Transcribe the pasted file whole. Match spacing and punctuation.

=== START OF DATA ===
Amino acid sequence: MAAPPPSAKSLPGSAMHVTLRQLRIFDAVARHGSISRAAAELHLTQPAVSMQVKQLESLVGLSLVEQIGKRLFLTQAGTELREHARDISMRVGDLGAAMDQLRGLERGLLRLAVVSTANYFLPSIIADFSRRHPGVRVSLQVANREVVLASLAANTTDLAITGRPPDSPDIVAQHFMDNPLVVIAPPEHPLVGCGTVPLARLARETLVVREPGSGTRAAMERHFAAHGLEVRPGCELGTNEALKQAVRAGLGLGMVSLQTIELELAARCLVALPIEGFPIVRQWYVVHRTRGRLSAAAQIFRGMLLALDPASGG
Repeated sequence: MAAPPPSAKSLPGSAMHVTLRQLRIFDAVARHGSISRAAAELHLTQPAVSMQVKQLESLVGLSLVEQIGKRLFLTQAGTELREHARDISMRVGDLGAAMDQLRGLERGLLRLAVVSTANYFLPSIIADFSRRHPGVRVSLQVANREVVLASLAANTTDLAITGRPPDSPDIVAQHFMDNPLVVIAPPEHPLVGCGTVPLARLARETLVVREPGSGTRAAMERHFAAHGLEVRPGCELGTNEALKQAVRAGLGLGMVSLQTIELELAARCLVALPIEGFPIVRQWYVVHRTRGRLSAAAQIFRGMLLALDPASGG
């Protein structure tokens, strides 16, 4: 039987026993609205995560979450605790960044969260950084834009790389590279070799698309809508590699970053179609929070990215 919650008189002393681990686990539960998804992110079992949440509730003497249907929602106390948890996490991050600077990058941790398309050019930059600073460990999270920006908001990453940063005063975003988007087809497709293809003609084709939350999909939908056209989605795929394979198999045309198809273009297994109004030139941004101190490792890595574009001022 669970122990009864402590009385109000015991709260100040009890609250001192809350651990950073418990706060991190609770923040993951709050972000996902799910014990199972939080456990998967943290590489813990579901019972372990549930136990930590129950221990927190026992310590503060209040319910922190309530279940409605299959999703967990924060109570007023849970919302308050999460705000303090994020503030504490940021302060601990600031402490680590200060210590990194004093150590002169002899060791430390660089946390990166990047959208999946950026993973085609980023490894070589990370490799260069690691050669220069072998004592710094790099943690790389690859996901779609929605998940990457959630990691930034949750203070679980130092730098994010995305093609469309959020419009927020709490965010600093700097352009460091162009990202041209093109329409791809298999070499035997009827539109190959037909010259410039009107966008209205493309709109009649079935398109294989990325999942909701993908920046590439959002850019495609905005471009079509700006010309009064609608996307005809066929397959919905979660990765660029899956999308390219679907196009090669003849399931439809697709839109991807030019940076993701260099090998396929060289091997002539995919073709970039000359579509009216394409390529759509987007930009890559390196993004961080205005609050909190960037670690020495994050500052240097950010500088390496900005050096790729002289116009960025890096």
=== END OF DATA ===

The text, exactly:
Amino acid sequence: MAAPPPSAKSLPGSAMHVTLRQLRIFDAVARHGSISRAAAELHLTQPAVSMQVKQLESLVGLSLVEQIGKRLFLTQAGTELREHARDISMRVGDLGAAMDQLRGLERGLLRLAVVSTANYFLPSIIADFSRRHPGVRVSLQVANREVVLASLAANTTDLAITGRPPDSPDIVAQHFMDNPLVVIAPPEHPLVGCGTVPLARLARETLVVREPGSGTRAAMERHFAAHGLEVRPGCELGTNEALKQAVRAGLGLGMVSLQTIELELAARCLVALPIEGFPIVRQWYVVHRTRGRLSAAAQIFRGMLLALDPASGG
Repeated sequence: MAAPPPSAKSLPGSAMHVTLRQLRIFDAVARHGSISRAAAELHLTQPAVSMQVKQLESLVGLSLVEQIGKRLFLTQAGTELREHARDISMRVGDLGAAMDQLRGLERGLLRLAVVSTANYFLPSIIADFSRRHPGVRVSLQVANREVVLASLAANTTDLAITGRPPDSPDIVAQHFMDNPLVVIAPPEHPLVGCGTVPLARLARETLVVREPGSGTRAAMERHFAAHGLEVRPGCELGTNEALKQAVRAGLGLGMVSLQTIELELAARCLVALPIEGFPIVRQWYVVHRTRGRLSAAAQIFRGMLLALDPASGG
């Protein structure tokens, strides 16, 4: 039987026993609205995560979450605790960044969260950084834009790389590279070799698309809508590699970053179609929070990215 919650008189002393681990686990539960998804992110079992949440509730003497249907929602106390948890996490991050600077990058941790398309050019930059600073460990999270920006908001990453940063005063975003988007087809497709293809003609084709939350999909939908056209989605795929394979198999045309198809273009297994109004030139941004101190490792890595574009001022 669970122990009864402590009385109000015991709260100040009890609250001192809350651990950073418990706060991190609770923040993951709050972000996902799910014990199972939080456990998967943290590489813990579901019972372990549930136990930590129950221990927190026992310590503060209040319910922190309530279940409605299959999703967990924060109570007023849970919302308050999460705000303090994020503030504490940021302060601990600031402490680590200060210590990194004093150590002169002899060791430390660089946390990166990047959208999946950026993973085609980023490894070589990370490799260069690691050669220069072998004592710094790099943690790389690859996901779609929605998940990457959630990691930034949750203070679980130092730098994010995305093609469309959020419009927020709490965010600093700097352009460091162009990202041209093109329409791809298999070499035997009827539109190959037909010259410039009107966008209205493309709109009649079935398109294989990325999942909701993908920046590439959002850019495609905005471009079509700006010309009064609608996307005809066929397959919905979660990765660029899956999308390219679907196009090669003849399931439809697709839109991807030019940076993701260099090998396929060289091997002539995919073709970039000359579509009216394409390529759509987007930009890559390196993004961080205005609050909190960037670690020495994050500052240097950010500088390496900005050096790729002289116009960025890096």